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The economic rivalry between the United States and China seems to be entering a dangerous new phase, with concerns being voiced at the highest levels of the U.S. government that Chinese intelligence agents are infiltrating social media platform LinkedIn in order to recruit American spies and carry out economic espionage at an unprecedented level. According to the top U.S. counter-intelligence chief, Chinese spies are becoming “super aggressive” in their espionage efforts and now view LinkedIn as a way to tap into America’s business networks and gain access to valuable intellectual property.
China, as might be expected, has called this accusation “complete nonsense,” and the Foreign Ministry in Beijing has said that the U.S. might have “ulterior motives” for publicizing the whole LinkedIn Chinese spy story. After all, this does seem like a bit of paranoia, fueled in part by the past three years of U.S. officials hearing about evil Russian troll factories infiltrating social media platforms and subverting American democracy. So now we get a new twist on the story, and it’s all about evil Chinese spies infiltrating social media platforms and subverting American capitalism.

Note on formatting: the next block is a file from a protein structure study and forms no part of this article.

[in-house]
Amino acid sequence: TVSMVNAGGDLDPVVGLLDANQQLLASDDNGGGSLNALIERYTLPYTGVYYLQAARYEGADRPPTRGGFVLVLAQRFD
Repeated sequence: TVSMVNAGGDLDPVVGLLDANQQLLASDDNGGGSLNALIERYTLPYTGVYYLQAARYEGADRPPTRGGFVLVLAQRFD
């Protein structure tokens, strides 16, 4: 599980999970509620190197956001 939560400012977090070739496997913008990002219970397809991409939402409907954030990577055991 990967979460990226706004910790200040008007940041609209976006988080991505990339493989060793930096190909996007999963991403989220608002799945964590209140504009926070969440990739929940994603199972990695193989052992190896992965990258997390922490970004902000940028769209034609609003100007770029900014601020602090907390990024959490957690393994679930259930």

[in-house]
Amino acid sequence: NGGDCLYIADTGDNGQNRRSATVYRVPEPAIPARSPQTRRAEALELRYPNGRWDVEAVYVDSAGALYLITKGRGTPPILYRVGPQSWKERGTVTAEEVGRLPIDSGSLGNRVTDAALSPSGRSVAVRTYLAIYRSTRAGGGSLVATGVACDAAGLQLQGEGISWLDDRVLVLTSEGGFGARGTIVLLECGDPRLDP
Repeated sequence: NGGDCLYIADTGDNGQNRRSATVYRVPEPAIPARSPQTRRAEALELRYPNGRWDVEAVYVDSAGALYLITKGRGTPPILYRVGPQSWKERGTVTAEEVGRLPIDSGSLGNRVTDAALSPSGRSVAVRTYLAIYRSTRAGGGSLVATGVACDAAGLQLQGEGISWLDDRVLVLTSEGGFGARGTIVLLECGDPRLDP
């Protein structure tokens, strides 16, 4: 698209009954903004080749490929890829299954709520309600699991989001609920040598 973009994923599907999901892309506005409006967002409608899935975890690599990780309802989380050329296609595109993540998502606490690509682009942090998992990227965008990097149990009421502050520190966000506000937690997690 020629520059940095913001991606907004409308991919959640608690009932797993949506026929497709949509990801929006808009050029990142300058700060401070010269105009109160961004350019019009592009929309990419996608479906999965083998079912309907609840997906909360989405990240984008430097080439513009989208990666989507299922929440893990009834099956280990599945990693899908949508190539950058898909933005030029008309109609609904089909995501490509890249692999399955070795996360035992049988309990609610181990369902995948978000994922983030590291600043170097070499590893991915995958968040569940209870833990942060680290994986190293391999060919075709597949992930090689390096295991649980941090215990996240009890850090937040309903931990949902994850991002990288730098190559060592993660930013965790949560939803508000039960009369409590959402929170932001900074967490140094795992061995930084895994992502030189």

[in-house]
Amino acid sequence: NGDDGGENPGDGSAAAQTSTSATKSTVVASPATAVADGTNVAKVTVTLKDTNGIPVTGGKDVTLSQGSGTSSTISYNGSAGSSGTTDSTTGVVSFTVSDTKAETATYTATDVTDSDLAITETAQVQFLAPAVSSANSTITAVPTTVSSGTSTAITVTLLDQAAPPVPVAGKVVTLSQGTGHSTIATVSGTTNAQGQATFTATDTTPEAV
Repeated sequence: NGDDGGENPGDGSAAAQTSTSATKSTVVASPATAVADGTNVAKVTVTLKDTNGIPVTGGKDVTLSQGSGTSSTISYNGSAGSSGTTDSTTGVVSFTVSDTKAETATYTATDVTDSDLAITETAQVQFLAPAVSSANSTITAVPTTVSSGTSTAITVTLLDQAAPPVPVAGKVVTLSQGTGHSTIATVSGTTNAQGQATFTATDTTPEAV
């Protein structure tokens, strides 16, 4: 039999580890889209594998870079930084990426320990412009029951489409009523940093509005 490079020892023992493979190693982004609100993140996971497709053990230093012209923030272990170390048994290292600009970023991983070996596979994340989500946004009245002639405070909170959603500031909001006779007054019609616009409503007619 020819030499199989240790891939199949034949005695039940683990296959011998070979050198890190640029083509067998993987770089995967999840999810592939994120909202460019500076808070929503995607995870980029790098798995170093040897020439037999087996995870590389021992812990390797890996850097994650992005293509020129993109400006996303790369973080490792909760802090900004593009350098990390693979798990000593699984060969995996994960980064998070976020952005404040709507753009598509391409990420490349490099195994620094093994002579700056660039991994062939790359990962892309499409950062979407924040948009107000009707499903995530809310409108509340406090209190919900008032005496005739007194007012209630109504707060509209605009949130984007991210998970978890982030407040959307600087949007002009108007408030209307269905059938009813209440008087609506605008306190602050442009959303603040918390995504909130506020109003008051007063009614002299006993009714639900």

Possible responses for LinkedIn
So what can LinkedIn do to solve this problem? The most obvious solution is to follow the path laid out by fellow social media giants Facebook and Twitter, both of which are now actively purging social media accounts linked to alleged Russian bad actors. LinkedIn could adopt the same approach, and simply ban or remove any accounts it feels are being controlled by Chinese intelligence agents at China’s Ministry of State Security (China’s version of the CIA).
Except, well, it’s not quite as easy as you might think to do this. For one, there’s nobody stupid enough to list “Chinese spy” on their LinkedIn profile description, so how do you figure out who’s legit and who’s not? After all, there are 562 million users of LinkedIn worldwide – you simply can’t ban millions of accounts from a certain country.
And, to make things even harder to figure out for LinkedIn, even the U.S. National Counter-Intelligence and Security Center acknowledges that China is working via a system of “co-optees” rather than directly via spies. In other words, a top Chinese manager might be asked by a Chinese spy agency to find out whatever he or she can about U.S. efforts in a certain technology field (e.g. nanotechnology or stealth technology), and then relay this knowledge back to Beijing. This is essentially the “Huawei model” of espionage, according to top U.S. officials. They view the Chinese tech giant as a front organization for the Chinese government, and accuse top Huawei managers of gathering up intelligence information around the world, and relaying it back to Beijing.
The path forward for social media companies
At the end of the day, social media companies – whether it’s LinkedIn or Facebook or Google – make convenient scapegoats. They are truly global operations, churning out billions of dollars in revenue every quarter. Most likely, this latest Chinese spy story will only intensify efforts by legislators to slap new regulations on these companies, and perhaps break them up entirely into smaller pieces. So, even if LinkedIn doesn’t want to get involved in this Chinese spy scandal, acting openly and transparently might be the only way to avoid much more onerous penalties or regulations coming out of Washington, D.C. in 2020.